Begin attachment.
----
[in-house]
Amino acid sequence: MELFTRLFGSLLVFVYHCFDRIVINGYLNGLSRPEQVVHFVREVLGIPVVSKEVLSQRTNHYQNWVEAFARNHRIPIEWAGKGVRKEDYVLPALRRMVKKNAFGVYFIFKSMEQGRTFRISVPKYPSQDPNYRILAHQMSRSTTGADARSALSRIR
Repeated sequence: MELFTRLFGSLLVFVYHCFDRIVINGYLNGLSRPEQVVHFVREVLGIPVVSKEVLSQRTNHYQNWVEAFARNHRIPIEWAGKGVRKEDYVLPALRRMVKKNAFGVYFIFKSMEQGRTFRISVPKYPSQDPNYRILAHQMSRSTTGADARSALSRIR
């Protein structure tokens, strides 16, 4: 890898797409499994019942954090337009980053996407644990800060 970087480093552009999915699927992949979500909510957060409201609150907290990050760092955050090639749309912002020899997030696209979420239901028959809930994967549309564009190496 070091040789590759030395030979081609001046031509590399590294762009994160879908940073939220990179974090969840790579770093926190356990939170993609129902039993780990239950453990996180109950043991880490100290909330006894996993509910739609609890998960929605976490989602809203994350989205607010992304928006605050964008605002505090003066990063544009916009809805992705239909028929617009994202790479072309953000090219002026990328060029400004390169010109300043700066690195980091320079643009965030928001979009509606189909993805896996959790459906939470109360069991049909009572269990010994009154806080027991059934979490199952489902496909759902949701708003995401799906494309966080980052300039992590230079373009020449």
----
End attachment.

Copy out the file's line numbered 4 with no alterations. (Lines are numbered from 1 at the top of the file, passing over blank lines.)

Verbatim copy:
């Protein structure tokens, strides 16, 4: 890898797409499994019942954090337009980053996407644990800060 970087480093552009999915699927992949979500909510957060409201609150907290990050760092955050090639749309912002020899997030696209979420239901028959809930994967549309564009190496 070091040789590759030395030979081609001046031509590399590294762009994160879908940073939220990179974090969840790579770093926190356990939170993609129902039993780990239950453990996180109950043991880490100290909330006894996993509910739609609890998960929605976490989602809203994350989205607010992304928006605050964008605002505090003066990063544009916009809805992705239909028929617009994202790479072309953000090219002026990328060029400004390169010109300043700066690195980091320079643009965030928001979009509606189909993805896996959790459906939470109360069991049909009572269990010994009154806080027991059934979490199952489902496909759902949701708003995401799906494309966080980052300039992590230079373009020449």